7 thoughts on “Mutual Respect

  1. I completely concur. Peoples is peoples, whatever socio-political -ism they follow. Unless it’s a person (or page) that spends the majority of the time throwing about hate comments, I have no problems with keeping them around.


  2. Well said Jove. As you know, I have struggled with this over the last week – why? Because I took it personally when people were blatantly opposed to my getting married. Period. Right or wrong, for me – if someone I consider a friend or a family member speak out against something so personal to me – it hurts my feelings. It makes me question the validity of their feelings for me. Is it all an act?
    So it really wasn’t about the issue and their standing up for their beliefs – I’m all about live your own path – but DON’T pretend that you’re my friend or you care about me. Because – in essence – they told me they didn’t by posting what they believe.

    Why would I want to continue to invest in a relationship that doesn’t hold respect for who I AM – not what I believe – but the very essence of who I AM.

    Now, if it was a DIFFERENT issue that wasn’t so personal – I would pull out my Libra card and get to playing Devil’s Advocate – I also love a good argument 🙂

    So – Ta-dah! There’s my two dollar opinion 🙂


    1. Yvonne, I totally hear what you’re saying. And frankly, it would be incredibly difficult for me to hear that a family member or friend thought I shouldn’t be afforded the same rights as they are. I live in a very liberal pocket of the world, but I come from a very conservative pocket.

      I think you’re right. Anyone who really knows you and loves you will want you to have those rights. But the reason for that is because you took the time to get to know him/her and show him/her who you are and what you are about. I have friends who prior to knowing me and Tara would have landed on the side opposed to gay marriage, but because of their exposure to us, they have changed their thoughts about it.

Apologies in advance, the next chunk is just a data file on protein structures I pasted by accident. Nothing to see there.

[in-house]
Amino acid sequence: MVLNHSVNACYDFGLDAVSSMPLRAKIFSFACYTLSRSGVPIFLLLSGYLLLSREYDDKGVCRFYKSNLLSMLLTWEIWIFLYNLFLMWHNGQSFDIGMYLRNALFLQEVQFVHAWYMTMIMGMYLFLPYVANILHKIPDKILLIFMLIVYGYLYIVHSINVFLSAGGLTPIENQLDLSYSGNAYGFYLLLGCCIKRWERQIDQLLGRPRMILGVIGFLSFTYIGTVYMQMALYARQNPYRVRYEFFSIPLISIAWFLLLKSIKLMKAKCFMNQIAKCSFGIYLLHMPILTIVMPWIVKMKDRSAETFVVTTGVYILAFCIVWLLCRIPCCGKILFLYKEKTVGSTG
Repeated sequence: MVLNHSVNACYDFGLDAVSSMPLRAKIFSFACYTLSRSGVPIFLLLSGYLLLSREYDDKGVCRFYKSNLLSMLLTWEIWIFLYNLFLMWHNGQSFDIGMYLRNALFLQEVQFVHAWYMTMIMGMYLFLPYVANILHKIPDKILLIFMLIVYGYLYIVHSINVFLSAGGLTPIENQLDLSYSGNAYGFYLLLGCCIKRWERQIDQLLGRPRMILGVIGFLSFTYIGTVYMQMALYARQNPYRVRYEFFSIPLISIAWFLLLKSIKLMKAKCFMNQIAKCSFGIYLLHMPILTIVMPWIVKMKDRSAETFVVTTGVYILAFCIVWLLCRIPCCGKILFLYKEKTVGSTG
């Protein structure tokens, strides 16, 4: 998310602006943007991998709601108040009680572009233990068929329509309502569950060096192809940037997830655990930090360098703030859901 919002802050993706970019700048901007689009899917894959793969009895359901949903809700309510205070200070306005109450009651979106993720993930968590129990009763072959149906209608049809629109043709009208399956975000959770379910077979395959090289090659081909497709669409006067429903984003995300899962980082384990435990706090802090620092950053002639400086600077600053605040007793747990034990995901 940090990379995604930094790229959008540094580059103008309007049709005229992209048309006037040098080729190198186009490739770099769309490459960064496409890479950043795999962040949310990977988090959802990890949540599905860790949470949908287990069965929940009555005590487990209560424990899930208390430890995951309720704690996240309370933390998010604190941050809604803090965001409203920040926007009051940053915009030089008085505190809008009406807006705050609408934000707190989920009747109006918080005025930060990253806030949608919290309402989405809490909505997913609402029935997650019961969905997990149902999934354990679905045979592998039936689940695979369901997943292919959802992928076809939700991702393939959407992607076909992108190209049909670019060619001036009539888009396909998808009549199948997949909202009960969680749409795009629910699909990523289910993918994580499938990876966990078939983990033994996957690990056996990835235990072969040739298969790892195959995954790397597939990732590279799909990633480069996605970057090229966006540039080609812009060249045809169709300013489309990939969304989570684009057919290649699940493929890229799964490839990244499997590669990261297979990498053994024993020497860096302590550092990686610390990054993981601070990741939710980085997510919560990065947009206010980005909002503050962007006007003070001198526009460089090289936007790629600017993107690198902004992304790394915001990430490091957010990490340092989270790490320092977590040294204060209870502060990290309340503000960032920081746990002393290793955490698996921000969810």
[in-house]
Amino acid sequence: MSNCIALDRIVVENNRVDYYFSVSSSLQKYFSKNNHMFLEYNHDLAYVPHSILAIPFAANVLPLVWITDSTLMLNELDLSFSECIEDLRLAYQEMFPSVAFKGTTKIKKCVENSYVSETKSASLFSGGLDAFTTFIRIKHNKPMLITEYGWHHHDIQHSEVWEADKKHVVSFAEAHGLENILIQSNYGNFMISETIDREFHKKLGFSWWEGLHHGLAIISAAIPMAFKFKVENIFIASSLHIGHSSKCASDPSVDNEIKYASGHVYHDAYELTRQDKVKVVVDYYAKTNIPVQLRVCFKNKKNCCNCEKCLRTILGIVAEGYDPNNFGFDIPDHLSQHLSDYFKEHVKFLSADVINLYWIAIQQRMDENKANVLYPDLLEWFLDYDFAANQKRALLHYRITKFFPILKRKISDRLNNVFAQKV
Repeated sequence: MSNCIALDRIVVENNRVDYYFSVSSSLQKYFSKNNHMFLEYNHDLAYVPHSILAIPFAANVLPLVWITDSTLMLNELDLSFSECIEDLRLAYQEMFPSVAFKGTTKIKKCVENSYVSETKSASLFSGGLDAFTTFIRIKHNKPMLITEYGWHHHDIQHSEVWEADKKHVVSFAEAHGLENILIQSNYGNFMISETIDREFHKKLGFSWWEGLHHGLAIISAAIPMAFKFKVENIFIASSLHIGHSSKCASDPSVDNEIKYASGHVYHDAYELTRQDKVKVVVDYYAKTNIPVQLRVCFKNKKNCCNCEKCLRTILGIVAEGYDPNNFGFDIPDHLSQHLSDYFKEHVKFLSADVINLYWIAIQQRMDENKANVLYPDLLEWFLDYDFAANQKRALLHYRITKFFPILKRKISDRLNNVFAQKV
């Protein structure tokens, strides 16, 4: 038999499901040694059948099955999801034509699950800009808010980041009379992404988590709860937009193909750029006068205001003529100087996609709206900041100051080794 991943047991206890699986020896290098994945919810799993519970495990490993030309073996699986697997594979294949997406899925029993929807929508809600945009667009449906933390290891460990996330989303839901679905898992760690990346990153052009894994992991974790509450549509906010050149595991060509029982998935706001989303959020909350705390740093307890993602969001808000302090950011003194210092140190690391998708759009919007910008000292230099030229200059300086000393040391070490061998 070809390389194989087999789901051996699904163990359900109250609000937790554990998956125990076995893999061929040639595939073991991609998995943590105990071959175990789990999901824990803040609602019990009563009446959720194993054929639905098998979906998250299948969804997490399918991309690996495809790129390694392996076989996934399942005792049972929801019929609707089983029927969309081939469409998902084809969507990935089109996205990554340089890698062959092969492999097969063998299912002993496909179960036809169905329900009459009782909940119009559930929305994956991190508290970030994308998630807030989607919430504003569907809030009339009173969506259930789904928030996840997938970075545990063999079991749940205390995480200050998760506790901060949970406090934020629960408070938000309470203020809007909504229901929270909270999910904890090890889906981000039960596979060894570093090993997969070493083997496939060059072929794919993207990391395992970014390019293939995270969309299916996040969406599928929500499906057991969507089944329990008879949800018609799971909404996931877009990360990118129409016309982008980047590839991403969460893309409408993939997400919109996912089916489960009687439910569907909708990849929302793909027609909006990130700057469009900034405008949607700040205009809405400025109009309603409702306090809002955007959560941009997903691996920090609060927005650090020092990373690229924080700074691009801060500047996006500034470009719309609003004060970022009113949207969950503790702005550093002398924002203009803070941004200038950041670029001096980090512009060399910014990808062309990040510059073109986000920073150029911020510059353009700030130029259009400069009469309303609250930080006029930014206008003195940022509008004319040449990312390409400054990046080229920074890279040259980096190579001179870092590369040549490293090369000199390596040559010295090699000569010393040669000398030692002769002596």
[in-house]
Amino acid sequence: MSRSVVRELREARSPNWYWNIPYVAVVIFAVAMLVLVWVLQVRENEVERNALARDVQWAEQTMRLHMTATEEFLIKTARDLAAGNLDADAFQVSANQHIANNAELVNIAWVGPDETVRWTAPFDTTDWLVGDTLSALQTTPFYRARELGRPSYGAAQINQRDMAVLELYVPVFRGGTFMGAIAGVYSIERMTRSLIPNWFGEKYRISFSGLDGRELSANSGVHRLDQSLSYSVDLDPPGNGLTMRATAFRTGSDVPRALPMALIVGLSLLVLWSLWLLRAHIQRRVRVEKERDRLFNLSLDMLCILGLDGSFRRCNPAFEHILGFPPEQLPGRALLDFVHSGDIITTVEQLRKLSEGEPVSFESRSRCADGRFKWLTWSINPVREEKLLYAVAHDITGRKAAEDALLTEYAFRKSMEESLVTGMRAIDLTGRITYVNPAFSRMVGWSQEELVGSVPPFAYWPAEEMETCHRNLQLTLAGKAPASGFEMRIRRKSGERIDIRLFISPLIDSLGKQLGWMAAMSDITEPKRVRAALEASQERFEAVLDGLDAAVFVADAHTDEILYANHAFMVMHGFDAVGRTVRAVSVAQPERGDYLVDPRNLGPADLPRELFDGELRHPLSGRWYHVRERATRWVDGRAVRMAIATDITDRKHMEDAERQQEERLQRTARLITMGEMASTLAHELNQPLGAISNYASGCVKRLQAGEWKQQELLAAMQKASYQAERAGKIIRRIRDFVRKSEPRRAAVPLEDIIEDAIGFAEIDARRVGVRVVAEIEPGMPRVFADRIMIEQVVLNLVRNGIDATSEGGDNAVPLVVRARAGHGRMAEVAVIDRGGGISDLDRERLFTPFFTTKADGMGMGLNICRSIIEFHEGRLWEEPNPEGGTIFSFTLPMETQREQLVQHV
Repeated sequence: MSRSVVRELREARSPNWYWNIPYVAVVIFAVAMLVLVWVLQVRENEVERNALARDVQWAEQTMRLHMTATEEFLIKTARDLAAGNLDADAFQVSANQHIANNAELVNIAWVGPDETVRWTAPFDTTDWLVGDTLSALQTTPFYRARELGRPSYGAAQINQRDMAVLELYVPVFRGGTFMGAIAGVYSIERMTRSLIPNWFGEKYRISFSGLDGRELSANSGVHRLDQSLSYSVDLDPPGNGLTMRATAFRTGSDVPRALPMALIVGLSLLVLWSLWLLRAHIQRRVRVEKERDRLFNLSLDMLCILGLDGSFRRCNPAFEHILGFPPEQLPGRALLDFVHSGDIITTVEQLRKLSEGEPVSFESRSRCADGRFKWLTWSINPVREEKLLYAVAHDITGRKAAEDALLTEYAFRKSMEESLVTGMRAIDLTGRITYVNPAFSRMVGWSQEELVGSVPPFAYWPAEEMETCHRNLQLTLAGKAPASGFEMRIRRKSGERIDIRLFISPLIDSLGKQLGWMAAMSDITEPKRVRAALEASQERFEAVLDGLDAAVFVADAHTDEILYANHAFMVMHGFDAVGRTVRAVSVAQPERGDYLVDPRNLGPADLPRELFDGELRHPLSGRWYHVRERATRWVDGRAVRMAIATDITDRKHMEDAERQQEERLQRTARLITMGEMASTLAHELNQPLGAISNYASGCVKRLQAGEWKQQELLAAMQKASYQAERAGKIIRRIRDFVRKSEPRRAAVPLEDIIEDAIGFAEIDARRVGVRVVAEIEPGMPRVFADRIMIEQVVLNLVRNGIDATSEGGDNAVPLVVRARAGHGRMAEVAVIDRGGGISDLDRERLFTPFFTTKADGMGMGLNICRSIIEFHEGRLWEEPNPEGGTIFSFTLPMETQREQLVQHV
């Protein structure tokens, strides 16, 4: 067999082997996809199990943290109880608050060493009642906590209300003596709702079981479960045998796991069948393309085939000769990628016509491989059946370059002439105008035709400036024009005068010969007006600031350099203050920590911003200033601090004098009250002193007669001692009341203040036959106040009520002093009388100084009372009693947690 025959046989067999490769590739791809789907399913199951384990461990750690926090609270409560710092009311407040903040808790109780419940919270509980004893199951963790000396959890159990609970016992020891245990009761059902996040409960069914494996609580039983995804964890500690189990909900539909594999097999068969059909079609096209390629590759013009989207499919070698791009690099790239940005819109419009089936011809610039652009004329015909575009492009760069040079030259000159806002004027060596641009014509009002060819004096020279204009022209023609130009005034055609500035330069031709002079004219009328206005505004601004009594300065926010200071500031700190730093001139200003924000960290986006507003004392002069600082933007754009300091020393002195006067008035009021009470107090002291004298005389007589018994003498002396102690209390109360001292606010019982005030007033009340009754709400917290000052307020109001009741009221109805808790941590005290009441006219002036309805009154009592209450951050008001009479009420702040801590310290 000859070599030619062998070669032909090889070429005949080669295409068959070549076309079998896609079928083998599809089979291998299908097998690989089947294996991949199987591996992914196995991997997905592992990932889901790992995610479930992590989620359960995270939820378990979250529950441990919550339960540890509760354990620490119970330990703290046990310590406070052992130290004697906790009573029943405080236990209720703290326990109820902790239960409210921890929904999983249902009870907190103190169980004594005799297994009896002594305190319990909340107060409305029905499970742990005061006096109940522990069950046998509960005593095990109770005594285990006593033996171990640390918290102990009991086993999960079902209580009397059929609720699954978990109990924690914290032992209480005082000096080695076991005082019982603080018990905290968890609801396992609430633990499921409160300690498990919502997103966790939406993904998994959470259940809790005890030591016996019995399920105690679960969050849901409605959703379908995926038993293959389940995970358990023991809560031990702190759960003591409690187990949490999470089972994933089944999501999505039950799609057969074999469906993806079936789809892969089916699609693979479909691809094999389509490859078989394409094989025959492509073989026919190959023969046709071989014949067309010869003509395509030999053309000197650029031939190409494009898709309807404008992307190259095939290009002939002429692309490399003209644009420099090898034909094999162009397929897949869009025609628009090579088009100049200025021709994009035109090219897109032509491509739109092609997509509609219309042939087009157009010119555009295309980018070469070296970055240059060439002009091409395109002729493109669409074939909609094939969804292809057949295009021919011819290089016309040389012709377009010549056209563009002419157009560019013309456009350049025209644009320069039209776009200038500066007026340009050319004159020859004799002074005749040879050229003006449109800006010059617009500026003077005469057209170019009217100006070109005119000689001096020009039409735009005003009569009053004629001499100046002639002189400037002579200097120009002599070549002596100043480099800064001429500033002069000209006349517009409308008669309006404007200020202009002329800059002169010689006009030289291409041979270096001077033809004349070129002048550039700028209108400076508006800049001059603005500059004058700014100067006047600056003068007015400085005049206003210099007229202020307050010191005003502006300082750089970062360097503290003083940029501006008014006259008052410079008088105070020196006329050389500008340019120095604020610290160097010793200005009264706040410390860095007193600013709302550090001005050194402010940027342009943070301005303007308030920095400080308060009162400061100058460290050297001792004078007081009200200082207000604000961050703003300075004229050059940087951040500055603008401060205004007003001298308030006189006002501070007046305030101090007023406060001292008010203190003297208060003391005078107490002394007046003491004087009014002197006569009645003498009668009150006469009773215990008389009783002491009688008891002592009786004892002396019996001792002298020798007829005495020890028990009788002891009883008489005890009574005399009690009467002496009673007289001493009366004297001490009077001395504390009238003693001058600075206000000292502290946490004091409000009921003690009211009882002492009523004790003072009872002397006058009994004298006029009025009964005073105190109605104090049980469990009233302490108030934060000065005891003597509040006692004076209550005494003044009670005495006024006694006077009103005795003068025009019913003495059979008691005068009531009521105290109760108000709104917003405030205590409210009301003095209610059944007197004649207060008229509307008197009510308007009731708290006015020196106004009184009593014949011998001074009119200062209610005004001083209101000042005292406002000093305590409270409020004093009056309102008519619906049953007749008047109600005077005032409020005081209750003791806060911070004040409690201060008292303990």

But, I also know that I have some friends and family who are deeply committed to their relationship with God. And they haven’t reached the point where they are able to reconcile their desire for me to have good things in life with their beliefs. And does that hurt? Yes. But it’s also a process. I still love them.

      On the reverse side of that coin, I’m perfectly willing to say that I don’t believe in God. I think that God was created by people because humans need to believe that someone is keeping score. And for someone who defines herself by her relationship with God, that statement would be very difficult to hear. It would be very hurtful. But they still love me.

      Either of us could say the other is not respecting who the other is at a basic, defining level and just walk away. But as long as we can talk about it, we will be okay.

      The big difference, of course, is that I’m not trying to take away anyone’s basic rights.

      And for the record, I wouldn’t ever be friends with someone who is spouting out a hate message and just being plain ol’ mean. There’s a big difference between open lines of communication and hate mongering.